With Wednesday's passage of new United Nations Security Council sanctions against Iran, the Obama administration achieved an important milestone in its efforts to put pressure on Tehran to abandon its nuclear ambitions. What is less clear, however, is whether this achievement makes the prospect of a nuclear Iran more or less likely.
The product of six months of frenzied diplomacy and Washington's painstaking cultivation of Moscow and Beijing, the resolution offers a modest intensification of three previous Security Council measures to persuade Iran to suspend its uranium enrichment programme enacted under the Bush administration's watch. This latest round of sanctions adds curbs on conventional arms sales and an array of hortatory language intended to facilitate the adoption of more severe penalties by the European Union and other American allies.
Still, its principal virtue appears to be its mere passage, temporarily put in doubt last month by an 11th-hour Iranian diplomatic gambit involving Turkey and Brazil. In fending off the aspiring powers' proposal to remove some of Iran's low-enriched uranium - an offer Hillary Clinton, US secretary of state, deemed a mere ploy - Washington managed to maintain the backing of major world powers for new pressure and make good on its warnings to Tehran and other would-be proliferators that, as President Barack Obama moralised on Wednesday, "actions have consequences".
But before Washington indulges in a victory lap, it would be wise to contemplate the consequences of the sanctions. First, it seems widely accepted, even if rarely acknowledged by the administration, that the latest UN measures are unlikely to alter Iran's fundamental nuclear calculations. While they will add to the mounting costs and inconveniences of Iran's provocative foreign policy, they will not be "crippling", as Mrs Clinton once promised, because they do not directly strike at the Islamic Republic's lifeblood - its oil revenues, which total in the tens of billions. Rather, these sanctions, like the 31 years of American unilateral measures before, are likely to prove reasonably tolerable for Tehran. As a result, it will now focus its energies on averting, circumventing, insulating and even exploiting them, endeavours that the regime has elevated to an art form.
The shift from prevention to adaptation and mitigation explains why the threat of sanctions is typically far more influential than their implementation. In this respect, the new penalties are better suited to a long-term strategy of containing and eroding Tehran's capacity for troublemaking, rather than their ostensible purpose of quickly coercing Tehran into adopting more responsible foreign policies.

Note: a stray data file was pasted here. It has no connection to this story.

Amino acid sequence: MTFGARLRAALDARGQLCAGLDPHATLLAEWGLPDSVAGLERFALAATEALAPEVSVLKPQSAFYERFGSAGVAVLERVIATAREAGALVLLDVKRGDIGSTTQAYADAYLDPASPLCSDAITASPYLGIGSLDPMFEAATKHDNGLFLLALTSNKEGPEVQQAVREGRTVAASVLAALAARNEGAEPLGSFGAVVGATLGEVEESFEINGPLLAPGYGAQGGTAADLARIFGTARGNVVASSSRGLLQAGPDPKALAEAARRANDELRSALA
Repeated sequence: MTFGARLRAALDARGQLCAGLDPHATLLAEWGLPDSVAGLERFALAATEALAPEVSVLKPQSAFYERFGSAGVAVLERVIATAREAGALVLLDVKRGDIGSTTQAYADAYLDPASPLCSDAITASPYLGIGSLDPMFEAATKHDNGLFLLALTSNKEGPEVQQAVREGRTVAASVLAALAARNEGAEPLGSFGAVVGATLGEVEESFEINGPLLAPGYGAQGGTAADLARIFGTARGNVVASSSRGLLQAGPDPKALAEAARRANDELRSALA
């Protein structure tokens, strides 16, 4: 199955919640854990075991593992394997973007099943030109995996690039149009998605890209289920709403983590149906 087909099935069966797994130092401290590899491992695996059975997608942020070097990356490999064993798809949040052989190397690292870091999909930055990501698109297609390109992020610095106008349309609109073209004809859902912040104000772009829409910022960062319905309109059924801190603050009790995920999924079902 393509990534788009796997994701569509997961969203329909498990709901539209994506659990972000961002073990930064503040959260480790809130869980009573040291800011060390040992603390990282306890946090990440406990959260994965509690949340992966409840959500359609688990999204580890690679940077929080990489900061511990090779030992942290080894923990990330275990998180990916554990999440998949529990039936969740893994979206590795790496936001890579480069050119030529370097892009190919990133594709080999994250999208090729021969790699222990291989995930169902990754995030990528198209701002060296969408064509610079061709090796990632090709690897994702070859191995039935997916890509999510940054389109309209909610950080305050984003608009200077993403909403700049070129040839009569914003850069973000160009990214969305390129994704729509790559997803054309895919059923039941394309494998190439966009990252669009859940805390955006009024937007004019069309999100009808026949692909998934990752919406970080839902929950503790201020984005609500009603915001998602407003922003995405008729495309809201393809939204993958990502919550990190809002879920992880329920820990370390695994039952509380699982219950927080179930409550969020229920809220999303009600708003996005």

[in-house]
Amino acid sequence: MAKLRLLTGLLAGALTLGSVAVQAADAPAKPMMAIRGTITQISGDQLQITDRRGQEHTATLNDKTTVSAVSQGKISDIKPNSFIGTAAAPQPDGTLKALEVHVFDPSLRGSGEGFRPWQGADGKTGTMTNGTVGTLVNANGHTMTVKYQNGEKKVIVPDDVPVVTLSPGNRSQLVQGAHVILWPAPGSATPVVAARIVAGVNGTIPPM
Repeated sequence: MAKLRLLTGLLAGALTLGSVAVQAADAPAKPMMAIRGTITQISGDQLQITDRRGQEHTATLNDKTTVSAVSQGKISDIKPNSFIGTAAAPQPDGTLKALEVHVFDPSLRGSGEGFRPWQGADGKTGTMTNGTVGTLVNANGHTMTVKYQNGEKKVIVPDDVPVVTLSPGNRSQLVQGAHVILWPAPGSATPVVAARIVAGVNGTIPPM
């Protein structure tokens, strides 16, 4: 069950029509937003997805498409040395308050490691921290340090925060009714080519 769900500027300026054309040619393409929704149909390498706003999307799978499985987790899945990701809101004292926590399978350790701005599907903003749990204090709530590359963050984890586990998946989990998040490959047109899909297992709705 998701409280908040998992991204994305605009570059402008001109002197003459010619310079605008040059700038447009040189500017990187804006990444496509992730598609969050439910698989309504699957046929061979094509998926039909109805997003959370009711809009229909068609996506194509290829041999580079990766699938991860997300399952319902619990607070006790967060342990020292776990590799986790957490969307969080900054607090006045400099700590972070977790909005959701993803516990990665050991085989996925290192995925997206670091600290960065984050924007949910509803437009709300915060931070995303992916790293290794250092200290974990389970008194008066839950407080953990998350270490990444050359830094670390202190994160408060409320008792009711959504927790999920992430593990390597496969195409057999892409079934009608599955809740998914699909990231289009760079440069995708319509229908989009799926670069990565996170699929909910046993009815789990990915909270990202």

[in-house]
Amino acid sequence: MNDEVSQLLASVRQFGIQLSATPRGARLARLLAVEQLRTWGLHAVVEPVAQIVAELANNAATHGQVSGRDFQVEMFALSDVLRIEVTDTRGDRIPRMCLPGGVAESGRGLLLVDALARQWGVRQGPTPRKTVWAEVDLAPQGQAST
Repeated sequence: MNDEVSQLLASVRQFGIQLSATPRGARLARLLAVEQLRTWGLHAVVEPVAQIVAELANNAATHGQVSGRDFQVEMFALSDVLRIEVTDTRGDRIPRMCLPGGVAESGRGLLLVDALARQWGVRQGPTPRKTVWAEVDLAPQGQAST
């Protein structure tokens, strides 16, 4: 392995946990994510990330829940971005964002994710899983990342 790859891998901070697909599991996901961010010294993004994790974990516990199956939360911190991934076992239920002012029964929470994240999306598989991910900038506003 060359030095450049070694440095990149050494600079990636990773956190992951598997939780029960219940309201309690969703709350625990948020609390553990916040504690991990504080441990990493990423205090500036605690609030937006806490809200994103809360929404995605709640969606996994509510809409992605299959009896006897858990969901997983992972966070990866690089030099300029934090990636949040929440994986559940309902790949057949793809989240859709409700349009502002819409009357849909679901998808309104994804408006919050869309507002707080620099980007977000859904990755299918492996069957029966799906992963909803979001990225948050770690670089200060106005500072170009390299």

The other likely consequence is the reinforcement of the most paranoid segments of Iran's leadership and the revival of its intensely factionalised debate over foreign policy. Searching for a means of enhancing his battered domestic standing, it is President Mahmoud Ahmadi-Nejad - yes, he of the reprehensible rhetoric and rigged re-election - who has proven the foremost champion of direct engagement with Washington. But his rambling letters to world leaders and persistent championing of the low-enriched uranium deal have generated little traction with a Washington disillusioned with the idea of engaging Iran. Unfortunately, Iran's repressive and competitive internal political environment will deter other Iranian leaders from pushing for greater accommodation with the international community, and Iran's ultimate decision-maker, supreme leader Ayatollah Ali Khamenei, will see sanctions as validating his preference for defiance.
Whatever tactical advantage the UN vote provides may be offset by the longer-term problem of drawing Iran into a durable understanding on respecting its non-proliferation obligations. In dismissing the Brazilian-Turkish-Iranian deal, the US and its allies are counting on economic pressure forcing more meaningful Iranian compromises. Yet purely coercive diplomacy cannot produce sustainable agreements or resolve the inconsistency between Iran's security perceptions and those of the international community. Only an approach involving direct dialogue and strategic patience can produce lasting success.
Ray Takeyh is a senior fellow at the Council on Foreign Relations. Suzanne Maloney is a senior fellow at the Saban Center for Middle East Policy at the Brookings Institution.
This article appears in full on CFR.org by permission of its original publisher. It was originally available here.